Tag: 爱上海PR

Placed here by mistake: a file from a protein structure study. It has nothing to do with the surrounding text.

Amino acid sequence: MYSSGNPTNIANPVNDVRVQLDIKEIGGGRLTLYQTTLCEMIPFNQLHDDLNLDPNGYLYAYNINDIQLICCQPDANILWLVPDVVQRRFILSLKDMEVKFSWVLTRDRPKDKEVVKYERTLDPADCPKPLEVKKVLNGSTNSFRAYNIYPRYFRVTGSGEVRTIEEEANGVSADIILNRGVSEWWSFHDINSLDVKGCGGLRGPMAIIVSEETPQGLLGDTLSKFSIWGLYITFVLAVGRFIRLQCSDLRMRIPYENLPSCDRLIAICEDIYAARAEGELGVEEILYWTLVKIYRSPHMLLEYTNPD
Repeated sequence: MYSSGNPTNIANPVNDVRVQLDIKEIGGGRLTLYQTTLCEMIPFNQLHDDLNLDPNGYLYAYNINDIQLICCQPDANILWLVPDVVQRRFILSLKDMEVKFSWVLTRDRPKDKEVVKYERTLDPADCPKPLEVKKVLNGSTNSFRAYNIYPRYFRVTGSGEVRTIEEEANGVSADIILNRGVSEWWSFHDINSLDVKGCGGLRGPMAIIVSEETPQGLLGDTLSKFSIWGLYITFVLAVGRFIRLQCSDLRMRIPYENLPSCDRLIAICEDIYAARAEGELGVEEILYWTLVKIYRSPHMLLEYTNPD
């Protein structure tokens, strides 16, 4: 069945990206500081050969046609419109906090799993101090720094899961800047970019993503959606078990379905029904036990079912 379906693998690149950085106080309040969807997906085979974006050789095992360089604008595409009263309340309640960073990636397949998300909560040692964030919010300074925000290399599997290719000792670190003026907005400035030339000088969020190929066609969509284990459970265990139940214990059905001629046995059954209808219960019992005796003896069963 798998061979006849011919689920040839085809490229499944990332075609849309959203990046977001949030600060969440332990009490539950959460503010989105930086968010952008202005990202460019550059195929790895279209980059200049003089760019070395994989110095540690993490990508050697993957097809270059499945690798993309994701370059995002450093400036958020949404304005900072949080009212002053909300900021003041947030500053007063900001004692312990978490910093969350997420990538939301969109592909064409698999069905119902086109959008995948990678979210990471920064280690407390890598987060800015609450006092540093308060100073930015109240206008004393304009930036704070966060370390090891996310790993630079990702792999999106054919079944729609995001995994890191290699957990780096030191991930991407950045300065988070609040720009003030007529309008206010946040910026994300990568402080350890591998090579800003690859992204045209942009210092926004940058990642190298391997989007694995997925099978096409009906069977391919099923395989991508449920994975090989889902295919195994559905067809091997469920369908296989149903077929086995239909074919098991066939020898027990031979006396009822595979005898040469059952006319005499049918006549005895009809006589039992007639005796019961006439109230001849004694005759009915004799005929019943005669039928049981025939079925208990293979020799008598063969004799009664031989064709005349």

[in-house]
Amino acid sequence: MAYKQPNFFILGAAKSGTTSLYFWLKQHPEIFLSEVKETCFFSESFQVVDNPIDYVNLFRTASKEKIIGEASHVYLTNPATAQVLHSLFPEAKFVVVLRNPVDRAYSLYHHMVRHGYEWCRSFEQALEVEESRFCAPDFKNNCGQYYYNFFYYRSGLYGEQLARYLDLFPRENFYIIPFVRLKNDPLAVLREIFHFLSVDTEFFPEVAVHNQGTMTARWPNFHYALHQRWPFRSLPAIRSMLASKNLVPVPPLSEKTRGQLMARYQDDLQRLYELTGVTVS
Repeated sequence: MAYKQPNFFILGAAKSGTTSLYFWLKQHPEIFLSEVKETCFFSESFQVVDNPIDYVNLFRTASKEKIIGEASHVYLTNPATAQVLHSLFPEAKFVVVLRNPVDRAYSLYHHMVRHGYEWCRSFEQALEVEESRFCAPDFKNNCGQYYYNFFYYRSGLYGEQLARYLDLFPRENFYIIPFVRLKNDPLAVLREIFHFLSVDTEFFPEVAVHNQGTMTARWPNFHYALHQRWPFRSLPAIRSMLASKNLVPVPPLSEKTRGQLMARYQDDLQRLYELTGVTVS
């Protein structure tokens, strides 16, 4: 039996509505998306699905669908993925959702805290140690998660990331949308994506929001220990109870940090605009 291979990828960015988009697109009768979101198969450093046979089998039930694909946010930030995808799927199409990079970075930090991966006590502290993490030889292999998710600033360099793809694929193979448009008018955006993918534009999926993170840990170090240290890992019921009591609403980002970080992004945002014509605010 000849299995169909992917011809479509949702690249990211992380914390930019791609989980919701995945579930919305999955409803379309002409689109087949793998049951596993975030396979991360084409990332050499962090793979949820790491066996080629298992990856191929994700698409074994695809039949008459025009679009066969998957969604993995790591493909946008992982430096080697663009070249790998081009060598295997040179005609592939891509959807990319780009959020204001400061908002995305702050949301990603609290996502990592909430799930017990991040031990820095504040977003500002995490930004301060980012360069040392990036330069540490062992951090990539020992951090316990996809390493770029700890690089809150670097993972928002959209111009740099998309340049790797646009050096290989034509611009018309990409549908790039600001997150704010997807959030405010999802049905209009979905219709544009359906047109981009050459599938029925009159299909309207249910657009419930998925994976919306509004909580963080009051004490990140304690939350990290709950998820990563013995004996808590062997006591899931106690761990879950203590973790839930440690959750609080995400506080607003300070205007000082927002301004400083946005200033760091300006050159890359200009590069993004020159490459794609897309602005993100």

University denies NDSP records requests